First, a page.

31 Days of Stories 2011, Day 21: “Prince of Darkness” by J.F. Powers

May 21, 2011 by · 2 Comments 

From The Stories of J.F. Powers

I recall getting a letter from William Carlos Williams in which he said that writers have each their own natural breath. Some take short breaths, others long. Whitman took long breaths, Emily Dickinson short ones. It required talent to judge what your natural form of breathing was. I think Powers knew that his native breath was that of the short story. He tried for the longer breath of the novel twice because, I assume, he wanted to deal with a bigger cast of characters and a wider screen. But I think his talent was happiest in the concentration, the focus, of the short story. It was as if he thought life most clearly disclosed in the telling anecdote.

– Dennis Donoghue

J.F. Powers, 81, Dies; Wrote About Priests

– Headline in The New York Times, June 17, 1999

Both of those assessments are correct, but the Times headline seems unbearably reductionist, even for a newspaper obituary. Powers’ great subject was the priesthood: novelist Mary Gordon said, incorrectly, “He had one subject and that was priests,” and Joseph Bottum called him “the greatest American Catholic writer of the twentieth century,” a contentious assessment on its face (as anyone who has ever read Flannery O’Connor will recognize). Gordon’s statement was obviously meant as hyperbole, but it manages to ignore stories such as “Renner,” which Donoghue points out is “entirely secular.” Still, his interest in the priesthood was abiding over the course of his career, and formed the subject of much of his best work.

“Prince of Darkness” is about one day in the life of a corpulent, cynical, unambitious priest named Ernest Burner. Far from an example of spiritual piety, Father Burner embraces the secular world: he meets with an insurance salesman named Thomas Nash Tracy (T.N.T., an acronym that Father Burner attaches to his own assessment of Tracy as a B.C.L. – a Big Catholic Layman) to discuss the purchase of a life insurance policy, skips out on his rounds to visit the sick so that he can take flying lessons, indulges in hamburgers and a bottle of beer at a local diner, putts golf balls into a hole fashioned out of his roman collar, and jettisons the butt of a cigarette in the church’s holy water font. Burner is fodder for much comedy, especially regarding his weight, which is excessive. He is known as “the circular priest” because a journal to which he once submitted an article misprinted the word “secular” as “circular,” a telling error in Powers’ story of squelched piety, and gets ribbed by his own Dean when a young girl approaching confirmation pays the priests a visit:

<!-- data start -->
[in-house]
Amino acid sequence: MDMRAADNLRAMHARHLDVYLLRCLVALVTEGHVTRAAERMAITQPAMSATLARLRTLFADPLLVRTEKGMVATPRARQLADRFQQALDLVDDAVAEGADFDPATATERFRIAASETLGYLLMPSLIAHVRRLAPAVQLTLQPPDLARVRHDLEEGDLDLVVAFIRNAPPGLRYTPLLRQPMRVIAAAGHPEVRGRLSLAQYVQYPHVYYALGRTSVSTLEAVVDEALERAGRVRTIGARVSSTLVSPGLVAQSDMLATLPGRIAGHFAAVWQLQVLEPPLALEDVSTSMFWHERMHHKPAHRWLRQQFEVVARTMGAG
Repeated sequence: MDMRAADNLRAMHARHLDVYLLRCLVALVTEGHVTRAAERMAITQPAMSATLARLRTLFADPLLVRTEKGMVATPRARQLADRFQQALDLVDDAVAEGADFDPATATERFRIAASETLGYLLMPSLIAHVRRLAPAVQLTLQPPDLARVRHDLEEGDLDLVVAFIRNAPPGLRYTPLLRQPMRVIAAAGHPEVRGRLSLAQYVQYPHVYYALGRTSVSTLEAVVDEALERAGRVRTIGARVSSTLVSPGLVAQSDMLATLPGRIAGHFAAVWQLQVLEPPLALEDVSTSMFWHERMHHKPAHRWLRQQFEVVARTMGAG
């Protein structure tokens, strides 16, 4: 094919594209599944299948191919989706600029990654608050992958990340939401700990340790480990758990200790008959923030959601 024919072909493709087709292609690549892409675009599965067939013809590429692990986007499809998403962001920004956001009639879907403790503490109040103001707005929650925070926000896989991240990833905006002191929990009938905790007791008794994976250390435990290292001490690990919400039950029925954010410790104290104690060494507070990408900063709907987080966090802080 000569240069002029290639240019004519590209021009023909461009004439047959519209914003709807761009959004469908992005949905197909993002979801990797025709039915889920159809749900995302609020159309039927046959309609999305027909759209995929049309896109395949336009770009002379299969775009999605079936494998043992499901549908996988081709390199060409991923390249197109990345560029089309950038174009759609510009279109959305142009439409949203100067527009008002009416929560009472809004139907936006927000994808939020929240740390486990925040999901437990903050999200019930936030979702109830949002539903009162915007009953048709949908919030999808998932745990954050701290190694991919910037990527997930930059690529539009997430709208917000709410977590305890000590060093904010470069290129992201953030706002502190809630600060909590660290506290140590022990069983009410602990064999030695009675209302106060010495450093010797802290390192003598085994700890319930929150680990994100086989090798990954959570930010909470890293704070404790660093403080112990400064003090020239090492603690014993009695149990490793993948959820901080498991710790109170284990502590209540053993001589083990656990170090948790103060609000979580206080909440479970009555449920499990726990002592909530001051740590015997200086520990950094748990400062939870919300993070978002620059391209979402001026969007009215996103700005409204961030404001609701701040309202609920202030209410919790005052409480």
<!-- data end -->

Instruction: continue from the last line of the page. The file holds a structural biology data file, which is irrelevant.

Then tell me, young lady, what are the seven capital sins? Pride, Covetousness … Lust, Anger. Uh. The child’s mother, one of those tough Irish females built like a robin, worried to death, lips silently forming the other sins for her daughter. Go ahead, dear. Envy. Proceed, child. Yes, Monsignor. Uh … Sloth. To be sure. That’s six. One more. And … uh. Fear of the Lord, perhaps? Meekness? Hey, Monsignor, ain’t them the Divine Counsels! The Dean, smiling, looking at Father Burner’s plate, covered with chicken bones, at his stomach, fighting the vest, and for a second into the child’s eyes, slipping her the seventh sin. Gluttony, Monsignor!